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The Importance of Due Diligence


Lawdit Solicitors - Expert Author

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14 August 2013

Once you have made an offer for a business that has been accepted by the Seller, the next step is critical. This step involves the process of “Due Diligence”. Due diligence is the method through which as much information as possible is gathered by the Buyer to ensure that they have a full account of the business and what they are buying. With this account, a Buyer can decide to keep their offer at the same price, lower it due to potential pitfalls discovered through due diligence, or pull out all together. Since due diligence can have a major impact on your business acquisition, it is key to make sure it is done as thoroughly as possible, with professional help. In most cases, due diligence consists of financial, legal and commercial aspects, with all being equally important.

Financial due diligence provides the Buyer with a detailed summary of the accounts of the business they propose to purchase. This helps to uncover any financial risks within in the company, any contracts which may end or continue once you have acquired the business, study stock levels and examine any debt. Financial due diligence is key to the purchase of a business as it is fundamental to helping you shape your offer. A business with lots of potential risks or high levels of debt may give reason to revise your offer to a lower estimate, or pull out altogether. 

Commercial due diligence looks at the standing of the business within the current market and examines the possibilities for growth or decline, and whether these aims are achievable or not. Should a business have solid potential for growth within its market, the valuation may go up, however, in contrast, should a business have poor growth potential, then the valuation is likely to decrease.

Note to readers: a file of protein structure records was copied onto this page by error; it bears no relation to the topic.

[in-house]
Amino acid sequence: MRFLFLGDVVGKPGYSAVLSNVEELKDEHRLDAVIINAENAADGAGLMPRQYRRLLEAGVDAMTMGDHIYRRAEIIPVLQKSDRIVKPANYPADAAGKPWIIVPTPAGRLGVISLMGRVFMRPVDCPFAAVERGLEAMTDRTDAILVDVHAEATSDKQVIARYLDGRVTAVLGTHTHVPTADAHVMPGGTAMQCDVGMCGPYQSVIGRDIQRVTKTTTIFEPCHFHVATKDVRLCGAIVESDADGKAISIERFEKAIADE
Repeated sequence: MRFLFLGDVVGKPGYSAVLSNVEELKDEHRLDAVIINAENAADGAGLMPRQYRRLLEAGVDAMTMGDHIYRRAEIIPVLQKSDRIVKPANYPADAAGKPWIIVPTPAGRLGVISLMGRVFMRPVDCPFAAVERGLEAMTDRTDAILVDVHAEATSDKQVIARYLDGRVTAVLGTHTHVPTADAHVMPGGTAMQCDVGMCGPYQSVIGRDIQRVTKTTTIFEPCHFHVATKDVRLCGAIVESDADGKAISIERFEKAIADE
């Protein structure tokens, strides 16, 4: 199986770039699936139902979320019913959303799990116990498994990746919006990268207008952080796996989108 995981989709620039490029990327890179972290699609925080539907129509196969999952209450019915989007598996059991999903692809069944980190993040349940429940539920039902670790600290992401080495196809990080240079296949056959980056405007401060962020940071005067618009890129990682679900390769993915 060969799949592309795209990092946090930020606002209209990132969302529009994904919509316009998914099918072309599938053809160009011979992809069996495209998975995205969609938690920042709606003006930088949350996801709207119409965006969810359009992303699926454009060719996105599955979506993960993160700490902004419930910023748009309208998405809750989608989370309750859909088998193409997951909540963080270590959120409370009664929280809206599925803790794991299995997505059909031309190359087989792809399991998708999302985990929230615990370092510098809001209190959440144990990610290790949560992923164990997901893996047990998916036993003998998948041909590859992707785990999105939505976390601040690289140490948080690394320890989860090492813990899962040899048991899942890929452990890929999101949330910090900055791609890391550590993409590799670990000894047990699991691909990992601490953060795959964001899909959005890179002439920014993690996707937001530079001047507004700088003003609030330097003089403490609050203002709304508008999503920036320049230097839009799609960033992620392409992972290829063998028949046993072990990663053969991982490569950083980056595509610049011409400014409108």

Legal due diligence involves ascertaining information regarding any possible legal risks surrounding the business. These could include the ownership of assets, any ongoing or forthcoming litigation and exploring the legal situation of any intellectual property that has been registered or could be registered by the new owners. As with commercial and financial due diligence, a positive result here will lead to a strong valuation and offer, whereas a weak result could lead to pulling out of the deal altogether.

Comprehensive due diligence in most instances will allow a potential Buyer to negotiate with confidence, or walk away from a business that could be laden with pitfalls, meaning it is a vital part of acquiring a new business.

Written by Oliver Coates a work experience student at Lawdit Solicitors

About the Author

Lawdit Solicitors offer services and advice for litigation, commercial contracts, Intellectual Property and IT legal agreements. We are experts in commercial law with a heavy emphasis on Intellectual Property, Internet and e-commerce law. Lawdit is a member of the International Trademark Association, the Solicitors' Association of Higher Court Advocates and we are the appointed Solicitors to the largest webdesign association in the world, the United Kingdom Website Designers Association.

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Article Published/Sorted/Amended on Scopulus 2013-08-28 10:29:11 in Legal Articles

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